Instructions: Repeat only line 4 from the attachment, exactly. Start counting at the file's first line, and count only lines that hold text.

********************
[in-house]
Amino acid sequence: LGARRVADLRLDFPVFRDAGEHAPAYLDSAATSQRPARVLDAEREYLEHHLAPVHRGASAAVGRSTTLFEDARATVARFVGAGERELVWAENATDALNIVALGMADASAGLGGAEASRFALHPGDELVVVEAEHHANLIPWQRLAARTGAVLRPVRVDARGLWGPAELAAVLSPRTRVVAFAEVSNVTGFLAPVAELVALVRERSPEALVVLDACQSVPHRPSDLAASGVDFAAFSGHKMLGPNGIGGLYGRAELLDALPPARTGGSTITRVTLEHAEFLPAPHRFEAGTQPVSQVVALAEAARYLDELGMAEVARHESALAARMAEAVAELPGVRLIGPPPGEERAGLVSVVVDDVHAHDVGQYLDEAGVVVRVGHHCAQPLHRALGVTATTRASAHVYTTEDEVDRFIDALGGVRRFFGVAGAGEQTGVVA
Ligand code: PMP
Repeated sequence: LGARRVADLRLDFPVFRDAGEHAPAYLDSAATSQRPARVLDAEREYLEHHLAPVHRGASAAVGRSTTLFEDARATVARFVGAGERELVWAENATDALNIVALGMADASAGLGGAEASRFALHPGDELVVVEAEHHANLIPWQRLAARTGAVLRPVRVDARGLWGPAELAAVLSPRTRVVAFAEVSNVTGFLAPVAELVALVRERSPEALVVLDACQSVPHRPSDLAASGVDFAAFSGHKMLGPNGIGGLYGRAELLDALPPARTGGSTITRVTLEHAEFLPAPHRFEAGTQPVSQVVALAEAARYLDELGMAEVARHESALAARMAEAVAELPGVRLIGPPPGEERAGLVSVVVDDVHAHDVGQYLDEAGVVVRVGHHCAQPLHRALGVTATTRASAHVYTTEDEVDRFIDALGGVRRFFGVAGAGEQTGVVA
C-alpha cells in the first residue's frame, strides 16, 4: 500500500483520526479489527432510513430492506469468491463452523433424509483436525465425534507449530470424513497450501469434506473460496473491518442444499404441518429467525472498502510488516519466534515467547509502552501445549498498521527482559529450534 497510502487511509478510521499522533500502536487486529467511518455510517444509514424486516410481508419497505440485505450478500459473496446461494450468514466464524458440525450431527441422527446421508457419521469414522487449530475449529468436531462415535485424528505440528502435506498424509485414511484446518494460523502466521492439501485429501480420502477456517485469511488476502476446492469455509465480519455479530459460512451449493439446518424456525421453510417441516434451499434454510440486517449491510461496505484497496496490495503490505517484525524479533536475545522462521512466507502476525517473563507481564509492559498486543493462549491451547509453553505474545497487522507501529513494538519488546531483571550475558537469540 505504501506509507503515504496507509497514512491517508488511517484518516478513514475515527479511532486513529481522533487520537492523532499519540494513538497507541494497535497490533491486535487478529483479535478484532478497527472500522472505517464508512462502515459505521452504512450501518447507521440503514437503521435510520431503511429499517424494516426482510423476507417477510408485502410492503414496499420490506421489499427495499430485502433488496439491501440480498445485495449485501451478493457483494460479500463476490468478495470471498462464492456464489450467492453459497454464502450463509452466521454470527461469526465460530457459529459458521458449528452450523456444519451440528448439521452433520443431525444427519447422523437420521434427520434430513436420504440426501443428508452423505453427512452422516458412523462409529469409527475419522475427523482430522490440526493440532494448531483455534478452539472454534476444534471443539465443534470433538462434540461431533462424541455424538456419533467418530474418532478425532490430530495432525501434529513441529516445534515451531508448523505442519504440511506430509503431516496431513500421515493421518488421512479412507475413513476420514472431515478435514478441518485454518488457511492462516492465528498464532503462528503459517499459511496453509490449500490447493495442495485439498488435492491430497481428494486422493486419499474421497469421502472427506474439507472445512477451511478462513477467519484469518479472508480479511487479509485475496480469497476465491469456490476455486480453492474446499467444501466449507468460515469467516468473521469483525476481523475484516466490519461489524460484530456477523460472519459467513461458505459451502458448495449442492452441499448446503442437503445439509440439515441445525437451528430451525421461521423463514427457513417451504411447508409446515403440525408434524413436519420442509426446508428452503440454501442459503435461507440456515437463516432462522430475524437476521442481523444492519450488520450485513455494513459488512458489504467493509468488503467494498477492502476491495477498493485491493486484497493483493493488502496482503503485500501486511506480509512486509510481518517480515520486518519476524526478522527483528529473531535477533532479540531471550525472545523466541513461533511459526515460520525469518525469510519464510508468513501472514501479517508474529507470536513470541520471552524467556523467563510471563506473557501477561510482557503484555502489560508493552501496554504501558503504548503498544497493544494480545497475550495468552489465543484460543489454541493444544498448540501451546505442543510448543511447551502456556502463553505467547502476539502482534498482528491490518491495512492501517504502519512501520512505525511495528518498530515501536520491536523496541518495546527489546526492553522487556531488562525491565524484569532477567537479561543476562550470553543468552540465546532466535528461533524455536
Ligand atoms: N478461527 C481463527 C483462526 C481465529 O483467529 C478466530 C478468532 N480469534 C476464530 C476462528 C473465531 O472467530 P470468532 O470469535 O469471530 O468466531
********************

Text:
Repeated sequence: LGARRVADLRLDFPVFRDAGEHAPAYLDSAATSQRPARVLDAEREYLEHHLAPVHRGASAAVGRSTTLFEDARATVARFVGAGERELVWAENATDALNIVALGMADASAGLGGAEASRFALHPGDELVVVEAEHHANLIPWQRLAARTGAVLRPVRVDARGLWGPAELAAVLSPRTRVVAFAEVSNVTGFLAPVAELVALVRERSPEALVVLDACQSVPHRPSDLAASGVDFAAFSGHKMLGPNGIGGLYGRAELLDALPPARTGGSTITRVTLEHAEFLPAPHRFEAGTQPVSQVVALAEAARYLDELGMAEVARHESALAARMAEAVAELPGVRLIGPPPGEERAGLVSVVVDDVHAHDVGQYLDEAGVVVRVGHHCAQPLHRALGVTATTRASAHVYTTEDEVDRFIDALGGVRRFFGVAGAGEQTGVVA